Month: March 2002 Page 1 of 5

Reviews, continued.

Five Moral Pieces. It’s going to be hard to write something to convince anyone to read this book that doesn’t already read Umberto Eco, a writer and professor of semiotics* in Italy. For those of you who have, this isn’t Travels with a Salmon, this isn’t Six Walks in the Fictional Woods. This is five essays about things that piss off Umberto Eco: war, the Italian press, the Catholic church, Fascism, and intolerance. He’s subtle and inevitable. I’m not a big chess player, but he writes like a Grand Master.

New Basics. This is going to be my next cookbook–I only have it on loan from the library. It covers the same spectrum as Betty Crocker, but it’s more playful, more sophisticated (no bullion cubes here), and more inspiring. I have yet to cook anything out of here as given in the recipe, yet somehow that’s a good thing. A collection of recipes that makes you want to cook–and to eat.

The Laughing Corpse. I was introduced to the Anita Blake, Vampire Hunter novels by two friends of mine, Doyce and Jackie, who bought me the first book in the series. I was unimpressed. Yadda yadda yadda. Nevertheless, when I went to the library the last time, I recalled the effusive praise delivered by the dynamic duo for the series: “Jackie will rip the book right out of my hands…and she doesn’t even like to read!” I think that’s how it went. So I picked up the second book in the series. A big improvement. Don’t get me wrong. It’s not War and Peace. It’s not even Stephen King. But it’s damn readable for pulp horror entertainment. The characters (now that we’ve gotten away from the introduction-to-the-vampire-controlled-St.-Louis thing) are interesting. The bad guys are bad. The good guys are human and have their flaws. The main character, Anita Blake, teeters on the edge, vehemently trying to convince herself she’s one of the good guys…you know, this might turn some people off, but there are better female characters in this book than there are male characters. Eh. Too much gore to be “feminist,” though, so don’t worry about it. The only thing that I didn’t like (and probably never will) is the fundamental writing style Laurell Hamilton uses. Story grammar isn’t scholarly grammar. Even so.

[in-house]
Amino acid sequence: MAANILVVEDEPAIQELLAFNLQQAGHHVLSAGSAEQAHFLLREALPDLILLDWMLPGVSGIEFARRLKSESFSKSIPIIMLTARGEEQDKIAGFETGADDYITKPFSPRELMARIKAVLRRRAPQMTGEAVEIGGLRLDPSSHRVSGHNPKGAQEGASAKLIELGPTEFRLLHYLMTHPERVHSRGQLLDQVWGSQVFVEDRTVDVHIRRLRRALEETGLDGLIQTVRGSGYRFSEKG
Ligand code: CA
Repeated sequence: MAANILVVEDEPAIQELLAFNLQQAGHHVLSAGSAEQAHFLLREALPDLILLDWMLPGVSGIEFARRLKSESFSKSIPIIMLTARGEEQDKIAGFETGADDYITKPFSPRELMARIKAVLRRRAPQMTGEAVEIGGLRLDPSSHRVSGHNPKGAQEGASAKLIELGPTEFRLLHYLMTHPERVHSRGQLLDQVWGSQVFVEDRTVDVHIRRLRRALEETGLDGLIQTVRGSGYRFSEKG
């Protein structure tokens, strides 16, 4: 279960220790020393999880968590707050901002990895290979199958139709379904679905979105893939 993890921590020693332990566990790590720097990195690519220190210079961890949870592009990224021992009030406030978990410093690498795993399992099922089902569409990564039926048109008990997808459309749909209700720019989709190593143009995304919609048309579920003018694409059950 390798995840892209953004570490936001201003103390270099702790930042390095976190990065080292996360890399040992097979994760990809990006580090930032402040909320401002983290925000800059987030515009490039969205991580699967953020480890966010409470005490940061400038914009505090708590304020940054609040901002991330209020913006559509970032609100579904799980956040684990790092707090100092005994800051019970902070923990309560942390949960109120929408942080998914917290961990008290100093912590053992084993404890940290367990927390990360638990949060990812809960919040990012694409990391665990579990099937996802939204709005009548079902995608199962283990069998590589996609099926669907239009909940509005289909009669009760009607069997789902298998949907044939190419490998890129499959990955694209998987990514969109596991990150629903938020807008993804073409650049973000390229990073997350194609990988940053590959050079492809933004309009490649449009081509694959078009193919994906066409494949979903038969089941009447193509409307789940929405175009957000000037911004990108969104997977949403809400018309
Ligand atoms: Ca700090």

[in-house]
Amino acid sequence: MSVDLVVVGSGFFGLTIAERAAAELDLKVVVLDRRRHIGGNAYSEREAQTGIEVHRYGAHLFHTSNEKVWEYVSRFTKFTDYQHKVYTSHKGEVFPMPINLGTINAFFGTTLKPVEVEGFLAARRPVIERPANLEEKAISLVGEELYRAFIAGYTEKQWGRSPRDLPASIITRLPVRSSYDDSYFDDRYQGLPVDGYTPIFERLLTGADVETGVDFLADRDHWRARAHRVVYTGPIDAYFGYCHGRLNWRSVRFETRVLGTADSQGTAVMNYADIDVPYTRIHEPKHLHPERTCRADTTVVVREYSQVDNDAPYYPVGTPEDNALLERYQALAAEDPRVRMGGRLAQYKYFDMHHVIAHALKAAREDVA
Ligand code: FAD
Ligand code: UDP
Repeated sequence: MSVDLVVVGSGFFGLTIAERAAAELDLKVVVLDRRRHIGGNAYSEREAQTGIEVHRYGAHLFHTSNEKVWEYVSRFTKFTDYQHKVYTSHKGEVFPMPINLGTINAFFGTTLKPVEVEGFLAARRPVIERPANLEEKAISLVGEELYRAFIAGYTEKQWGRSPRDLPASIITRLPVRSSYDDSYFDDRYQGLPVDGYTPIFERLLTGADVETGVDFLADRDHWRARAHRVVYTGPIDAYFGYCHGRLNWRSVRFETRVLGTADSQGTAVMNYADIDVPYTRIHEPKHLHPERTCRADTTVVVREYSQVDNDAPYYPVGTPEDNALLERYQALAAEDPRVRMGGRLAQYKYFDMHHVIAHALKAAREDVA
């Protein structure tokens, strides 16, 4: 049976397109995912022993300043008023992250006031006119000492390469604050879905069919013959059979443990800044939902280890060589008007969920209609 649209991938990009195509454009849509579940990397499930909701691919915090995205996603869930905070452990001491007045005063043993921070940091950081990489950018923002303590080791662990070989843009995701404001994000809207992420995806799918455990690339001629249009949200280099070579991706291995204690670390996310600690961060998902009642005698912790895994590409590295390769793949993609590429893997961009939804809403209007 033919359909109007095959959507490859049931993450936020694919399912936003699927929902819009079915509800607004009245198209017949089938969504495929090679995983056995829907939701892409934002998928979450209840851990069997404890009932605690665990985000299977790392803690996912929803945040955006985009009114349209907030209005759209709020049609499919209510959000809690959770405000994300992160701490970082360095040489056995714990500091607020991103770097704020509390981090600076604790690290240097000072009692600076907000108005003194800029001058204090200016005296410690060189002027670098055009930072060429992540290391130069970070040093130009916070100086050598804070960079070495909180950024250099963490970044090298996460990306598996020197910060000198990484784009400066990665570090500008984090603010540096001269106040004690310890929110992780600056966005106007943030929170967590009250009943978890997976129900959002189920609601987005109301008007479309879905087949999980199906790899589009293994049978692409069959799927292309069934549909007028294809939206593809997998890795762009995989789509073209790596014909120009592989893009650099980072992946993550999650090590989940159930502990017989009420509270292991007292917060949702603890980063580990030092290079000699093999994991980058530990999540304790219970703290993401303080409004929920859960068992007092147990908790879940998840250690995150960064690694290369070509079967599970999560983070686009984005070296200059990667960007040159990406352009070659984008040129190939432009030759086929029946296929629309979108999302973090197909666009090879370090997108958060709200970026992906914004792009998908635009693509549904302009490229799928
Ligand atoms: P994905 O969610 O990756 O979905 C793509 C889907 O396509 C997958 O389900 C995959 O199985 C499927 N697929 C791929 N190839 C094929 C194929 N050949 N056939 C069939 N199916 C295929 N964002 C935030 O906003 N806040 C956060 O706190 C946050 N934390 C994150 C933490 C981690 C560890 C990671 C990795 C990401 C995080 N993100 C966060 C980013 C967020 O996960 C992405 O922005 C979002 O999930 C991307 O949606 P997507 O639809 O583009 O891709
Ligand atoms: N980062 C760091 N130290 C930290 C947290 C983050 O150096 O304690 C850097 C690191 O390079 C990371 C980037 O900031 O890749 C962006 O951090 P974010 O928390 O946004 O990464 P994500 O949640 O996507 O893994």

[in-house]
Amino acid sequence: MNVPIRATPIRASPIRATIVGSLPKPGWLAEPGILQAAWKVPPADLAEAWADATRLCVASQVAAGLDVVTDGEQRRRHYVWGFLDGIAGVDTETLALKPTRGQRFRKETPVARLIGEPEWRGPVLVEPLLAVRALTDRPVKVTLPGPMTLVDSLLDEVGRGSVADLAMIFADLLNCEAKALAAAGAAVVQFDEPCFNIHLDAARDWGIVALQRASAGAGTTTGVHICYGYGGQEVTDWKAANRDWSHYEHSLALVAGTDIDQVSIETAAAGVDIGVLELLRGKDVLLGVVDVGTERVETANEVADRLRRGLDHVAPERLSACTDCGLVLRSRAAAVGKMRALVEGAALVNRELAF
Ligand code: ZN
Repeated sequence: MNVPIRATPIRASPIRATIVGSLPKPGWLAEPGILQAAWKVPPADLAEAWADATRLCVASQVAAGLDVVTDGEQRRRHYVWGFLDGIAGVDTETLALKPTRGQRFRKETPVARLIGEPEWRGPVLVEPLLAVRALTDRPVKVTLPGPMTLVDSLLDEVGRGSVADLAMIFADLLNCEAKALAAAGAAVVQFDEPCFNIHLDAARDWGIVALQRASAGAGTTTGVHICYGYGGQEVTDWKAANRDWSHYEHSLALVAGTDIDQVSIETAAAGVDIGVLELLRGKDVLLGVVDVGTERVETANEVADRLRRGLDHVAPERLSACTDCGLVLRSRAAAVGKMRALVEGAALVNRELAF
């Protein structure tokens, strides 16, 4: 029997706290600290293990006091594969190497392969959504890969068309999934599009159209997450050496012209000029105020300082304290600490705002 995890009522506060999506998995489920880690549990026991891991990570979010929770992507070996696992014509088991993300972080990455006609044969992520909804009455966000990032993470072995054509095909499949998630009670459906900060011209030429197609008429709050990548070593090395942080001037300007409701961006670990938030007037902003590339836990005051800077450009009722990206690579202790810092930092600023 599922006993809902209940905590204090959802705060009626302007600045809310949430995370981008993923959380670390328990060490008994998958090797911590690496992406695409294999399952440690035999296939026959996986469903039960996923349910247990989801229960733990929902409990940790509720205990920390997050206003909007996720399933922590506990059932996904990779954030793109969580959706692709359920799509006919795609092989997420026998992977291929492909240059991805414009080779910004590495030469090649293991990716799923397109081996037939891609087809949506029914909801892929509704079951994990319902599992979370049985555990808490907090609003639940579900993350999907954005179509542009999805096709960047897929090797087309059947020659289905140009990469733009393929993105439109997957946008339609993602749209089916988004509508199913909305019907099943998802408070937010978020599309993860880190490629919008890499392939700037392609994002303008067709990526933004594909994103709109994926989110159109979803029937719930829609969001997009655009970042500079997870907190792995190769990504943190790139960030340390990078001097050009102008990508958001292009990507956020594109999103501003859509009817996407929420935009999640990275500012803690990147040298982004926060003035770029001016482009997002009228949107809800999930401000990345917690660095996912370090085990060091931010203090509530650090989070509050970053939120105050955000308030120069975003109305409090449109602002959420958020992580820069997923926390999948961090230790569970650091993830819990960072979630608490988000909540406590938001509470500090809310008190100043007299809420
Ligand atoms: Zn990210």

“…By gor’, that’s a blody enormous cat.”

“It’s a lion,” said Granny Weatherwax, looked at the stuffed head over the fireplace.

“Must’ve hit the wall at a hell of a speed, whatever it was,” said Nanny Ogg.

“Someone killed it,” said Granny Weatherwax, surveying the room.

“Should think so,” said Nanny. “If I’d seen somehting like that eatin’ it’s way through the wall, I’d of hit it myself with the poker.”

–Terry Pratchett, Witches Abroad.

*Semiotics: The theory and study of signs and symbols, especially as elements of language or other systems of communication (American Heritage Dictionary).


Movies: Zoolander, Iron Monkey, Musketeer. Books: Five Moral Pieces (Umberto Eco), New Basics (Cookbook), The Laughing Corpse (Anita Blake). Gratuitous quote from a Terry Pratchett novel.

Zoolander. Maybe this movie isn’t everyone’s cup of freaky tea. I mean, who wants to wake up with a midget folk band and a hangover? I have to admit that Owen Wilson and Ben Stiller don’t do it for me…but there’s a cameo of Billy Zane, so the sex appeal factor is pretty high. But they are funny. And there’s Milla Jovovich, perfectly capable of a genuine Russian accent, pulling a Natasha. It’s cheesy. It’s horrible. There is no point. It’s just a bit off. I’ll probably never see it again…but it’s my kind of stupid movie.